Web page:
The new wave of violence exposes the inadequate response and capacity of the government, both federal and provincial
The gravity of the situation in Balochistan was generally known in the rest of Pakistan even if it didn’t attract the kind of attention that was required in view of the seriousness of the crisis. However, some of the information and figures provided by the provincial Inspector General of Frontier Corps (IGFC), Maj Gen Obaidullah Khan Khattak, at a recent press conference highlighted the severity of the Baloch issue and served as an eye-opener.
The IGFC alleged that over 30 militants’ training camps had been set up across the border in Afghanistan to launch terrorist attacks and undertake anti-state activities in Balochistan. Besides, he alleged that around 121 insurgent training camps were operating in different parts of Balochistan. He pointed out that about 550 incidents of terrorism had taken place in the province thus far this year and different militant groups had claimed responsibility for 258 of these attacks.
According to Maj Gen Khattak, teachers, doctors and civilians had become victim of targeted killings in Balochistan and over 100,000 people had migrated from the province due to security concerns. He also explained how the Frontier Corps (FC), being in the frontline, was the target of most attacks and also the subject of a propaganda campaign along with the intelligence agencies under a conspiracy linked with foreign powers.
It is another matter that the Chief Justice of the Supreme Court, Justice Iftikhar Mohammad Chaudhry, took exception to the press conference as he felt the IGFC was overtaking the court. He even wondered loudly at a hearing on the petition regarding the breakdown of the law and order in Balochistan whether the court should summon Chief of Army Staff General Ashfaq Parvez Kayani after issuing a coercive order against the IGFC and sending it to Kayani to look into the conduct of Maj Gen Khattak.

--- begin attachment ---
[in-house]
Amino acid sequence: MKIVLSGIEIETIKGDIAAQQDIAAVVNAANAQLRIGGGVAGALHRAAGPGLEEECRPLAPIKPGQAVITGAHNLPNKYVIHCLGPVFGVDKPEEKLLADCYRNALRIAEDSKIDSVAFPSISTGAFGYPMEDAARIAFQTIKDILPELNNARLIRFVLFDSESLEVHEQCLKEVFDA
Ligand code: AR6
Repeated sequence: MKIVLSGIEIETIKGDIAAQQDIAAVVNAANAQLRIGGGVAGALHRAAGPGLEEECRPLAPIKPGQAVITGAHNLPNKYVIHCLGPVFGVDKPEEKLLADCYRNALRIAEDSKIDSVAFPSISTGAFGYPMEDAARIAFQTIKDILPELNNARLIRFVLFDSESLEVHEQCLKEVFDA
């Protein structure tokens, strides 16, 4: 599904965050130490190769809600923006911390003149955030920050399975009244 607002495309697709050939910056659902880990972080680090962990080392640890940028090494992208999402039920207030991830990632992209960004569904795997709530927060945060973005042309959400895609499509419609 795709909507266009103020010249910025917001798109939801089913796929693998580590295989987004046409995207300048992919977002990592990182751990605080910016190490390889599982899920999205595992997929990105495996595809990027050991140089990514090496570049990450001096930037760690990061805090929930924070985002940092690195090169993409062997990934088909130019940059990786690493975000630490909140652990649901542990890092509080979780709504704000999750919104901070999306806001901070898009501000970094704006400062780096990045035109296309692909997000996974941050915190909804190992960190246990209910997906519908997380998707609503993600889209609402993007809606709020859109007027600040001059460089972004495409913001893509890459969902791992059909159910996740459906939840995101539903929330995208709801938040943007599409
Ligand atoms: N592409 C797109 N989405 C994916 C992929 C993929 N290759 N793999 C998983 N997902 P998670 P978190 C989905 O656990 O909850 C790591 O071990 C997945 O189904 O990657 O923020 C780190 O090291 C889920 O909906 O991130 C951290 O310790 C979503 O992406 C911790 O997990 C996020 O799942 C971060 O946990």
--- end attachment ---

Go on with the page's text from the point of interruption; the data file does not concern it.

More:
Chief Justice Iftikhar Chaudhry, who has domicile of Balochistan where his family settled after migrating from Punjab, has continued to take special interest in the worrying situation prevailing in the province despite his recent family troubles due to allegations that his son, Dr Arsalan Iftikhar, took money for unclear motives from the real estate tycoon Malik Riaz Hussain. He has been summoning military, intelligence and police officers to his court to and demanding answers about forced disappearances, particularly of the Baloch nationalists, and emphasizing that the judiciary as the guardian of the Constitution felt aggrieved when the bodies of missing persons were recovered.
This is something unheard of in Pakistan as military and intelligence officers have seldom been held accountable. In fact, this has had a positive effect in Balochistan where families of missing persons until now felt they had nowhere to go to seek justice.
It has also been suggested that the Chief Justice has earned the displeasure of the military due to his intrusive hearings into the cases of forced disappearances and his fellow judges’ occasional assertions regarding the role of the FC and the intelligence agencies in these incidents. In particular, the FC’s controversial role and activities in Balochistan have been assailed by the judges. In one recent incident, a Supreme Court bench headed by the Chief Justice pointed out how three persons whose whereabouts were being sought by it were found dead.
IGFC Maj Gen Khattak’s allegations about existence of 30 Baloch militants’ training camps in Afghanistan and another 121 in Balochistan would certainly be challenged. The Afghan government has acknowledged the presence of refugee camps for a few hundred displaced Baloch from Pakistan and denied the existence of any military training camp on its soil.